3 Safety Tips for Community Pool Users
Several states across the nation have begun the journey of slowly lifting social restrictions as the ‘rising curve’ of the virus began to plateau. With this hopeful news, HOA community boards, aided by their property management firm, must navigate the decision whether to lift social gathering restrictions on the many community amenities and activities available in the summer.
With the warmth of summer upon us, community pools become one of the largest attractions to its HOA members. Still, whether some of these amenities open at all is a board decision, on a community by community basis, and based on state and local laws. This decision is not easy and must also take into account potential risk to the HOA from an insurance and financial perspective.
So, if pools do open, there may be different guidelines in place such as capacity limits, bringing your own chairs, and more.
Understanding Three Safety Tips For Community Pool Users
The restrictions of respecting others through distancing, implemented in general daily activities in this unprecedented period of history, was, in some ways, always part of the pool culture. Setting community pool capacity, a standard of local health department codes, is established by measuring pool length x width x volume of water of a pool. The official ‘full pool capacity’ may need to be ‘halved’ to assist the maintenance of social distance. This means, if full capacity is 65 persons, 32 may be the ‘new’ normal.
A community pool’s depth was always marked on the pavement to keep patrons aware of depth. Extending such awareness of pool depth to pool safe distance merely requires marking rope buoys with the number of feet the floats are from the pool’s sides. The six feet social distance rule is still in effect when in the water.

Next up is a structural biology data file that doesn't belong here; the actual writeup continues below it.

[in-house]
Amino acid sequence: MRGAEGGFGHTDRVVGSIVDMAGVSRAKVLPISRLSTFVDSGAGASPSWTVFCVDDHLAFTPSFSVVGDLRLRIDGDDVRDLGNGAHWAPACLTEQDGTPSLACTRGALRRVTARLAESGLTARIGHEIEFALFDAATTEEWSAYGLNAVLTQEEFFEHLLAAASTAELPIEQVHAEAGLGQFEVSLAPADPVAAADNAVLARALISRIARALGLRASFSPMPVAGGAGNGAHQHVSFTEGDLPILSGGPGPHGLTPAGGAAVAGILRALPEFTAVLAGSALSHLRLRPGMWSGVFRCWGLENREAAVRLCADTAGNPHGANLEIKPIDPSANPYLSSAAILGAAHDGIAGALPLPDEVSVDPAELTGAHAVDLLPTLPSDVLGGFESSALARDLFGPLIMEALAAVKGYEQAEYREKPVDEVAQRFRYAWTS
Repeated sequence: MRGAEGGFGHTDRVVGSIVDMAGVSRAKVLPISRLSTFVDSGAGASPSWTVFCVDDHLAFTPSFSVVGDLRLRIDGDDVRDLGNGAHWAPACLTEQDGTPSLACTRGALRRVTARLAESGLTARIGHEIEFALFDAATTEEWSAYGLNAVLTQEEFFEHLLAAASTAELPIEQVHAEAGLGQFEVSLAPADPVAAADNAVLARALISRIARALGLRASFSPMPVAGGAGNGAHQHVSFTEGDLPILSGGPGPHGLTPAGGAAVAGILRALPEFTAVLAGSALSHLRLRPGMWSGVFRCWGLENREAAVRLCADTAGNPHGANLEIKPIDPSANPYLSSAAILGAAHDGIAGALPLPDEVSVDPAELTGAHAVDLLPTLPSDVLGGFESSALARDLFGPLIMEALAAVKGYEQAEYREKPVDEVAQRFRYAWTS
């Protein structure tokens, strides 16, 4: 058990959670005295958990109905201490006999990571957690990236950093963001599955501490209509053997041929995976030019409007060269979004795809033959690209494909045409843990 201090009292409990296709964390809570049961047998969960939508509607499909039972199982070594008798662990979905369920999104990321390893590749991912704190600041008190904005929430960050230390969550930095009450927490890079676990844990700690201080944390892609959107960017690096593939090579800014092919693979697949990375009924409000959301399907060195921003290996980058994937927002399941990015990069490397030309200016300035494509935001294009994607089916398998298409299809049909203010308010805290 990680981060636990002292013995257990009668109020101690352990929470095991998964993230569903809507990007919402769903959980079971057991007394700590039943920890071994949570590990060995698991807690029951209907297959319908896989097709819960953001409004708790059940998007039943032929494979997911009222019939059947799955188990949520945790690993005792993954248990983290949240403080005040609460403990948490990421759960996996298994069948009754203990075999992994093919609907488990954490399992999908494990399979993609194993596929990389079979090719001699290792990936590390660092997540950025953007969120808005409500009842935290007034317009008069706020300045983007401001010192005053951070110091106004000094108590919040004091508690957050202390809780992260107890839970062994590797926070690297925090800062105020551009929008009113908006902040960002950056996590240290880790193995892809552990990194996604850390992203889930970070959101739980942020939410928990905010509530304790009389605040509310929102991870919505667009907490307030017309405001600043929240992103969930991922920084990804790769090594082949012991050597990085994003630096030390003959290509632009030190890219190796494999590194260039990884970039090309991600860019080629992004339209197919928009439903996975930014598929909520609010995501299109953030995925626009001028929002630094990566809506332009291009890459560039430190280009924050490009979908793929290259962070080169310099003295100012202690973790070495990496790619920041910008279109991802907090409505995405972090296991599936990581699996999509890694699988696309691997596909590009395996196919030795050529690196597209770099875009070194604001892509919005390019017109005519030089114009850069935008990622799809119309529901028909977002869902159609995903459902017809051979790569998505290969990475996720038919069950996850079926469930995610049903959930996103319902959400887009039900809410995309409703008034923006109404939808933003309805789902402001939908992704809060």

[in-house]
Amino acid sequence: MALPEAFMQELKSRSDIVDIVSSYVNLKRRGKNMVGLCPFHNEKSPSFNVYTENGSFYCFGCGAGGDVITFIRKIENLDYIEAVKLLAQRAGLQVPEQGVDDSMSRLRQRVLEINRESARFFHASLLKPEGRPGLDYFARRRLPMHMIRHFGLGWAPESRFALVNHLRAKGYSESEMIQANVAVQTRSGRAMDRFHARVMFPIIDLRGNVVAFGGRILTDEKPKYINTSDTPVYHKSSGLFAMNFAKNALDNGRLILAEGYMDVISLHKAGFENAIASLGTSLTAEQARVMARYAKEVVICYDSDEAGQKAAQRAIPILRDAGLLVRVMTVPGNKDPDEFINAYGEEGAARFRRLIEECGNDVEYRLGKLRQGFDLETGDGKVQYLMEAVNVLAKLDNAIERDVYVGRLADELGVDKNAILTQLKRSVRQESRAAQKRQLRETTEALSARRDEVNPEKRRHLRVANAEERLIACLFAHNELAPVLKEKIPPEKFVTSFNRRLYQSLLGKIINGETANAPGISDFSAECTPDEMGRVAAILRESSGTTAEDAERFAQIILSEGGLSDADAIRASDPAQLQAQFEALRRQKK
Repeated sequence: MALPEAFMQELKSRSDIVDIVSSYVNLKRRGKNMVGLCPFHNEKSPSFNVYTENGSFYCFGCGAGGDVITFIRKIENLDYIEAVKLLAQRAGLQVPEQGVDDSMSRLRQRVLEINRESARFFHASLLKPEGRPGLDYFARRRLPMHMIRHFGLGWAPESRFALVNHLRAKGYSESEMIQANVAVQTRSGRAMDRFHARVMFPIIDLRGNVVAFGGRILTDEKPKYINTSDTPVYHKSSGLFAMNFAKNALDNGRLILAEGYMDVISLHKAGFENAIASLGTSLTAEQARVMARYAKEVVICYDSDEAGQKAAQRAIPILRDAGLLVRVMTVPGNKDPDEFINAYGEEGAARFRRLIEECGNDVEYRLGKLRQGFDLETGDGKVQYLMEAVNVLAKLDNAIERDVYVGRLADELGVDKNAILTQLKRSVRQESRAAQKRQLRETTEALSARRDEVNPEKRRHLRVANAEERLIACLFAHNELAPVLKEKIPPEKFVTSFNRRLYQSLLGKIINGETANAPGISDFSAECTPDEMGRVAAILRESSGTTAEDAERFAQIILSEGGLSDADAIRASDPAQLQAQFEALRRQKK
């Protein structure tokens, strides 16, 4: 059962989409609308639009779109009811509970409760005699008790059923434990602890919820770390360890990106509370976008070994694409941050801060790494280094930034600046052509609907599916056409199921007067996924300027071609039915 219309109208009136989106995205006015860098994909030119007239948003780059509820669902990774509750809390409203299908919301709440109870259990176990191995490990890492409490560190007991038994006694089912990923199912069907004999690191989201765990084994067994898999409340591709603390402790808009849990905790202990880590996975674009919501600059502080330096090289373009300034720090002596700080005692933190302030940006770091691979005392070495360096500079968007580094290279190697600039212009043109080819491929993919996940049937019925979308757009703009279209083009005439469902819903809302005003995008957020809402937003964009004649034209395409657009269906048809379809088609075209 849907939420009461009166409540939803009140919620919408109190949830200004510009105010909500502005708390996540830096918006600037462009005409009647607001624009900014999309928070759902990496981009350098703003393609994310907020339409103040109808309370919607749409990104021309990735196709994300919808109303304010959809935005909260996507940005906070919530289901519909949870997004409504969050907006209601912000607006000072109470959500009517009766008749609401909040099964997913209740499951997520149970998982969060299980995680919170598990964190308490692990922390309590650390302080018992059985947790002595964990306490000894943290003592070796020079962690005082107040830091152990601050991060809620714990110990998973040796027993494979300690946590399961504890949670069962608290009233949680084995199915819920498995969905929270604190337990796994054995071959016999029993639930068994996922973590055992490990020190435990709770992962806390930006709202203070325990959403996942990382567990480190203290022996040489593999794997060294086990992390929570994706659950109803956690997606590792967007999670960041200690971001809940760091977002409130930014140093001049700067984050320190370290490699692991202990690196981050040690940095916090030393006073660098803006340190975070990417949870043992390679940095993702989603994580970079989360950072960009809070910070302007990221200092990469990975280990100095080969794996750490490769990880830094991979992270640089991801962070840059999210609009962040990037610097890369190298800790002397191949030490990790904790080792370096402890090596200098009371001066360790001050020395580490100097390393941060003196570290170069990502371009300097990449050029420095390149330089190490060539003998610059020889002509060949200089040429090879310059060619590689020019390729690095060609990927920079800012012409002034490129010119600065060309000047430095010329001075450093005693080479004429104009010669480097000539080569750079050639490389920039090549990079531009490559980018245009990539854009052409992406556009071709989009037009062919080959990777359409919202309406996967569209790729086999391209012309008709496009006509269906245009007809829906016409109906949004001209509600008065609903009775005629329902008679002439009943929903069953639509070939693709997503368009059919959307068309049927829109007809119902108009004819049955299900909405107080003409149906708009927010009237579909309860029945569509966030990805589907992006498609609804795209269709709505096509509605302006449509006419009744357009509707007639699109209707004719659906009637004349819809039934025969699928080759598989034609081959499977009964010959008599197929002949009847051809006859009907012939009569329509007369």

Proper Pool Maintenance
The emphasis on hand sanitizing is not a great leap for those trained in pool maintenance, monitoring the correct levels of chlorine and bromine sanitizing chemicals, and ensuring the PH levels in the water maintain the chlorine and bromine effectiveness.
In light of the current Covid19 pandemic, HOA residents may see some added precautions limiting pool time, dividing said pool time to blocks of time, and time in-between each time block to allow one group to leave the pool before the new group enters the area. This use of time will also enable pool staff to perform more tests of the water chemistry and disinfect pool handrails, shower faucets, floors, and door handles in the shower area. Pool games involving group interaction may be prohibited. It may be necessary to have a ‘children only’ pool day to avoid the possibility of asymptomatic transfer to a vulnerable adult.
The same courtesy rules that most individuals learn in their childhood days of covering their mouths and nose when coughing or sneezing, tossing of tissues in proper receptacles, and staying home to avoid close contact with others when ill, translates to poolside courtesy.
Other poolside courtesies community residents may need to cooperate with include a gatekeeper taking the temperature of persons wishing to use the pool, fewer chairs, chaises, and patio tables to optimize social distance. The HOA board may decide it best if residents bring chairs to the pool rather than share common seating. The usual pool rule of wetting down with a shower enforced more vigilantly.
If you’re looking for the best practices in keeping your HOA community pool a safe place to be as restrictions are lifted, contact the good folks at AR Management.